Electrical stimulation of predetermined locations within the cochlea of the human ear through an intra-cochlear electrode array is described, e.g., in U.S. Pat. No. 4,400,590. The electrode array shown in the '590 patent comprises a plurality of exposed electrode pairs spaced along and imbedded in a resilient curved base for implantation in accordance with a method of surgical implantation, e.g., as described in U.S. Pat. No. 3,751,615. The system described in the '590 patent receives audio signals, i.e., sound waves, at a signal processor (or speech processor) located outside the body of a hearing impaired patient. The speech processor converts the received audio signals into modulated RF data signals that are transmitted by a cable connection through the patient's skin to an implanted multi-channel intracochlear electrode array. The modulated RF signals are demodulated into analog signals and are applied to selected ones of the plurality of exposed electrode pairs in the intra-cochlear electrode so as to electrically stimulate predetermined locations of the auditory nerve within the cochlea.

U.S. Pat. No. 5,938,691, incorporated herein by reference, shows an improved multi-channel cochlear stimulation system employing an implanted cochlear stimulator (ICS) and an externally wearable speech processor (SP). The speech processor employs a headpiece that is placed adjacent to the ear of the patient, which receives audio signals and transmits the audio signals back to the speech processor. The speech processor receives and processes the audio signals and generates data indicative of the audio signals for transcutaneous transmission to the implantable cochlear stimulator. The implantable cochlear stimulator receives the transmission from the speech processor and applies stimulation signals to a plurality of cochlea stimulating channels, each having a pair of electrodes in an electrode array associated therewith. Each of the cochlea stimulating channels uses a capacitor to couple the electrodes of the electrode array.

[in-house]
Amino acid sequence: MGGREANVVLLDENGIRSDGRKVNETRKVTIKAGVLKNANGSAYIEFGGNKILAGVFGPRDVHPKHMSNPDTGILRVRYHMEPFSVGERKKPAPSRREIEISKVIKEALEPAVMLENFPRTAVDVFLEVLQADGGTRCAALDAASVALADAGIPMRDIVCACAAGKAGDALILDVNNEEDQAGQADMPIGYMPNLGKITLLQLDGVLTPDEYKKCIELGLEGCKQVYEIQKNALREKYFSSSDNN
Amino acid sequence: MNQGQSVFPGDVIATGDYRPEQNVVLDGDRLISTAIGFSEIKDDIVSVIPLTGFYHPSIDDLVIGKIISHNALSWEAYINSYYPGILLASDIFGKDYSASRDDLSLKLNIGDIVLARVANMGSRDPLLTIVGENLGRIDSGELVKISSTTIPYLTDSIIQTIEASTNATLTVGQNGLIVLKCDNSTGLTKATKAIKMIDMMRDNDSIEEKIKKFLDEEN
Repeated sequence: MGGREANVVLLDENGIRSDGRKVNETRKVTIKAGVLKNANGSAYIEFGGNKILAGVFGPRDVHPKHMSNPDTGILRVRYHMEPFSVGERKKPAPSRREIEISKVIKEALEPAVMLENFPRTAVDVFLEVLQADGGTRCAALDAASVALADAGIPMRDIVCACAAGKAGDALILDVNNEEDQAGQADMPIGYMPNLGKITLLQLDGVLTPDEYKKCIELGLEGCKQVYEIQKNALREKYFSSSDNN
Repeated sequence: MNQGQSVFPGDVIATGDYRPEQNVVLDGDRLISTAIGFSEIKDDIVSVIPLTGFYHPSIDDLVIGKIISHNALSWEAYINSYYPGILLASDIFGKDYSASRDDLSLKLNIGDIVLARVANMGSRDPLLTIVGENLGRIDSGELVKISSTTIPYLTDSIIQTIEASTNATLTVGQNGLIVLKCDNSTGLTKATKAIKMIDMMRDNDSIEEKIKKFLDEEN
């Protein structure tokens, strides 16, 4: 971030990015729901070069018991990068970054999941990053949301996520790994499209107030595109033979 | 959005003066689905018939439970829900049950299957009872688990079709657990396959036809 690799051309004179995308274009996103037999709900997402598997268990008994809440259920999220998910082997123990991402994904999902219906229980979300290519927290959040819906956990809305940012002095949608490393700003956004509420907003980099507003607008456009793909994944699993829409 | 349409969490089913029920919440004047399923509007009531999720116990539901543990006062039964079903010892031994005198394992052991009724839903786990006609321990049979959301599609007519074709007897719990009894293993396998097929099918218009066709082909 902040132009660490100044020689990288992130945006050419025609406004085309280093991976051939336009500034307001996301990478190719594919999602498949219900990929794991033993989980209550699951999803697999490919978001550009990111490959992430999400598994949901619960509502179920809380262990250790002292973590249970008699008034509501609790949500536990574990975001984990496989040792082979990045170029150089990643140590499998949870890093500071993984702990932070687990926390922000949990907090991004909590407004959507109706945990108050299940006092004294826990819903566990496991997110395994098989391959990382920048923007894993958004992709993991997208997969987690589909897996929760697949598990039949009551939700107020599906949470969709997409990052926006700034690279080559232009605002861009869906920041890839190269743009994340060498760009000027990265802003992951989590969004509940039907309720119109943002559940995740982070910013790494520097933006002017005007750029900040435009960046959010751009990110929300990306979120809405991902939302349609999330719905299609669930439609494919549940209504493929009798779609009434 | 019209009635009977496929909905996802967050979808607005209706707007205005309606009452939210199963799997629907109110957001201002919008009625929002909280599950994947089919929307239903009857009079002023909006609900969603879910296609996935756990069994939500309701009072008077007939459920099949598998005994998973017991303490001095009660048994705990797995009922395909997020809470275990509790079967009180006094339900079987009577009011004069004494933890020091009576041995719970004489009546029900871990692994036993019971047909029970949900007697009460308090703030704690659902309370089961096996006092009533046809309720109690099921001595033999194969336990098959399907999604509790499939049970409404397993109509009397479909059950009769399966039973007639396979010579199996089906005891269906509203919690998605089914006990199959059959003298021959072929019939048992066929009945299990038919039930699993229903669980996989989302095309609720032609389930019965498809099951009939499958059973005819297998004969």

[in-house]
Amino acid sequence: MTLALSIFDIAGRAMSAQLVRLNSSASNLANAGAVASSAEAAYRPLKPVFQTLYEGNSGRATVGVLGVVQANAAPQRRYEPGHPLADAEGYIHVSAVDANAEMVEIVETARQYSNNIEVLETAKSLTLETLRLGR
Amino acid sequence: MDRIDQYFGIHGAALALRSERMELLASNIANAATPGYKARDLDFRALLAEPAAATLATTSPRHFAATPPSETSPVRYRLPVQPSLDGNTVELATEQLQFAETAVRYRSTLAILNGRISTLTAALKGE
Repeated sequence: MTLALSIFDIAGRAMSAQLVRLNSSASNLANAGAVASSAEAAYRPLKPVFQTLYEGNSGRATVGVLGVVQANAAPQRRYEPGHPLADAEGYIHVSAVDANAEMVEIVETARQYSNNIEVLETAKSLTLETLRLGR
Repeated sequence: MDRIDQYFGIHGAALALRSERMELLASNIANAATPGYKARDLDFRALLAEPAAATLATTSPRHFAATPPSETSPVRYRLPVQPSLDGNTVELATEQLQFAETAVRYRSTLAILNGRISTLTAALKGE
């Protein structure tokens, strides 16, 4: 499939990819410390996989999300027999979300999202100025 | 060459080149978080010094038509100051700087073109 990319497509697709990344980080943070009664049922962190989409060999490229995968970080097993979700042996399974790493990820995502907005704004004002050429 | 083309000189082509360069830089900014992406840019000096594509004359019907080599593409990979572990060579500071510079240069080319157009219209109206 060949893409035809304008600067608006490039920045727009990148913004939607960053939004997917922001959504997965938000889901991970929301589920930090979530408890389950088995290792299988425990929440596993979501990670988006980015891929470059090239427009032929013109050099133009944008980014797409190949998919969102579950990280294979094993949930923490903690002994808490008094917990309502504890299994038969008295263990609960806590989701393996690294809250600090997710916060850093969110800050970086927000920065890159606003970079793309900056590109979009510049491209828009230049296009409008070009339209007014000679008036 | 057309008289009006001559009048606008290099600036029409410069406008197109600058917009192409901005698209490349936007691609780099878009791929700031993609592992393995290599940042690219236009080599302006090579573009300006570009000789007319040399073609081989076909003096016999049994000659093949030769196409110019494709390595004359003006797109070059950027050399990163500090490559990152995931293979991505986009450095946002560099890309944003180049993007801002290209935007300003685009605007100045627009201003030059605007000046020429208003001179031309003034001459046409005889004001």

Other improved features of a cochlear implant system are taught, e.g., in U.S. Pat. Nos. 5,626,629; 6,067,474; 6,157,861; 6,219,580; 6,249,704; and 6,289,247, each of which patents is incorporated herein by reference.

The implantable cochlear stimulators described in the '629, '474, '861 and '580 patents are also able to selectively control the pulse width of stimulating pulses that are applied through the electrode array to the cochlea, and the frequency at which the stimulating pulses are applied.

The new generation of cochlear implants that have the enhanced processing power, and which can provide multiple platforms for delivering electrical stimuli to the auditory nerve, including high frequency pulsitile stimulation having current pulses of controlled amplitude, width and frequency, are frequently referred to as a “bionic ear” implant.